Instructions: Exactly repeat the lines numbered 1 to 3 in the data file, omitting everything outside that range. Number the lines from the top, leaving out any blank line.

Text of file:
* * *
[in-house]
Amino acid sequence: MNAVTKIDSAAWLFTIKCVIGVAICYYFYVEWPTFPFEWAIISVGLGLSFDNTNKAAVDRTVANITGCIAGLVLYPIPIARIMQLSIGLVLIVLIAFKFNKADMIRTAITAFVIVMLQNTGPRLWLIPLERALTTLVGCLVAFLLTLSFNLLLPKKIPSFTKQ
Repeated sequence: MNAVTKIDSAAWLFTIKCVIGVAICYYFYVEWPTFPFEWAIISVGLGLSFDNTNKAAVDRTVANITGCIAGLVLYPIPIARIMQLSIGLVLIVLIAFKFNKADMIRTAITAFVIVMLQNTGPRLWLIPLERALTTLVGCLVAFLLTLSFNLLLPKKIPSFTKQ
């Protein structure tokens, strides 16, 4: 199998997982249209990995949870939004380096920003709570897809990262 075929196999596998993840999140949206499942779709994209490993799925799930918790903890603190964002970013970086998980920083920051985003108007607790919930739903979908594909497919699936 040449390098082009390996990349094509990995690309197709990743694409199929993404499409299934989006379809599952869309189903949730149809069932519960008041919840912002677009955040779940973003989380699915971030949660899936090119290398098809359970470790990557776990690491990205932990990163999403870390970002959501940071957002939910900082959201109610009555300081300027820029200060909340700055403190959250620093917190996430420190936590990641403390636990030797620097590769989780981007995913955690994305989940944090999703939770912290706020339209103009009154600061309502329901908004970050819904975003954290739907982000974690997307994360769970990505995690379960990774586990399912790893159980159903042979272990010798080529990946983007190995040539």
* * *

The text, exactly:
[in-house]
Amino acid sequence: MNAVTKIDSAAWLFTIKCVIGVAICYYFYVEWPTFPFEWAIISVGLGLSFDNTNKAAVDRTVANITGCIAGLVLYPIPIARIMQLSIGLVLIVLIAFKFNKADMIRTAITAFVIVMLQNTGPRLWLIPLERALTTLVGCLVAFLLTLSFNLLLPKKIPSFTKQ
Repeated sequence: MNAVTKIDSAAWLFTIKCVIGVAICYYFYVEWPTFPFEWAIISVGLGLSFDNTNKAAVDRTVANITGCIAGLVLYPIPIARIMQLSIGLVLIVLIAFKFNKADMIRTAITAFVIVMLQNTGPRLWLIPLERALTTLVGCLVAFLLTLSFNLLLPKKIPSFTKQ